A Land without Jasmine Paperback – 1 Sep 2012
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Wajdi Al-Ahdal has written a surreal detective story that is both lucid and spare, yet strips away the deceits of Arab life and satirises illogical attitudes. It brings to mind the writing style of Haruki Murakami and his 'Kafka on the Shore'... Anyone seeking an insight into life in Arab culture should read this. It is not comfortable reading, but it is powerful, poignant writing at it s best and the only shame is that this is so briefly told. ----Sam Hawksmoor, Hackwriters
An Occult Tale of Sexuality in Yemen... The 82-page novella touches on several themes that have put Ahdal s life on the line in the past. Namely, involving sex. His 2002 novel Mountain Boats was banned in Yemen for what the Egyptian newspaper Al-Ahram described as using Quranic expressions in describing sexual scenes. He fled to Lebanon and didn t return to Yemen until 2010 when he was guaranteed protection by the president. --Leah Caldwell , Al-Akhbar English
About the Author
Wajdi al-Ahdal is a Yemeni novelist, author of short stories, screenwriter and dramatist. Born in 1973, he received a degree in literature from Sanaa University. He won the Afif prize for the short story in 1997, a gold medal for a dramatic text in the Festival for Arab Youth in Alexandria, Egypt, in 1998, and the youth prize of the President of the Republic of Yemen for a short story in 1999. He is currently employed in Dar al-Kutub, the National Library in Sanaa.
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The ending of this book is well prepared for and is a bit of a mystery, but there are only a couple of real possibilities. You need to know a little bit about Middle Eastern folklore to figure out what probably happened to Jasmine, but this is provided in the book, in brief. In the end, someone is blamed for Jasmine's disappearance and is disappeared himself, and life goes on...without Jasmine.
This book is actually just a novella, 82 pages long,and is something you can read in an hour and a half. I was caught up in Jasmine's disappearance and swept along in the police investigation, as all the witnesses weigh in with their accounts, and as the ending comes closer I was pleased at the final outcome of the case. This is a fast-paced, interesting book about a young woman who maybe was not quite meant for this world, and found a way out of it. I wish I knew how Jasmine herself felt about her disappearance, and whether she was happy in her new state of being, but the book sort of answers at these questions, in a way, and you can take it as you like. The book reminds me of "A Palace in the Old Village," by the Moroccan writer Tahar Ben Jelloun, which also has a mystical ending, though a different one than this book. I find I rather like mystical endings, if they're well prepared for. They're different than run-of-the-mill literature and open out your sense of possibilities in life. A good book that'll grab you from page one and spit you out the other end going, "Huh!"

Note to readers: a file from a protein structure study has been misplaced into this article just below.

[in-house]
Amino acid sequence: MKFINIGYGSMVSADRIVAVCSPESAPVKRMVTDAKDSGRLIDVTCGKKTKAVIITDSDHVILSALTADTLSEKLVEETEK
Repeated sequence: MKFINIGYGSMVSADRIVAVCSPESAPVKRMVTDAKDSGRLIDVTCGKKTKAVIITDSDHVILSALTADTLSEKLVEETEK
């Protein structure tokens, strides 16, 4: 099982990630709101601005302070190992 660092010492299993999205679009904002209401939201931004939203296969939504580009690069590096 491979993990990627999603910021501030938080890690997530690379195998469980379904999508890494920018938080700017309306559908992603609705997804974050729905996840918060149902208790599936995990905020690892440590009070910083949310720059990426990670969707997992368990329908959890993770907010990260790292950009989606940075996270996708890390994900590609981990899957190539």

The novella is told in six voices which causes a bit of choppiness probably a factor of language translation issues. The author uses quite a bit of symbolism throughout the story. My only concern it is rather stereotypical in a negative way toward Arabs, could cause reader to be unjustly prejudice.
"In the mosque our men pray devoutly and piously, embodying such praiseworthy characteristics that they seem to be Merciful God's angels. But the moment they're back on the street they forget God, morph into evil demons, practice duplicity, deceit and perfidy, and chase after forbidden pleasures."
Quite a controversial novella, leaving the reader in limbo - which might have been the authors intent. Wajdi Al Ahdal is a rogue author, his writing causing his leaving Yemen. He takes on controversial subject matters and isn't afraid of potential backlash. A fresh voice, a maverick revealing a side of Yemen and the Middle East few would touch.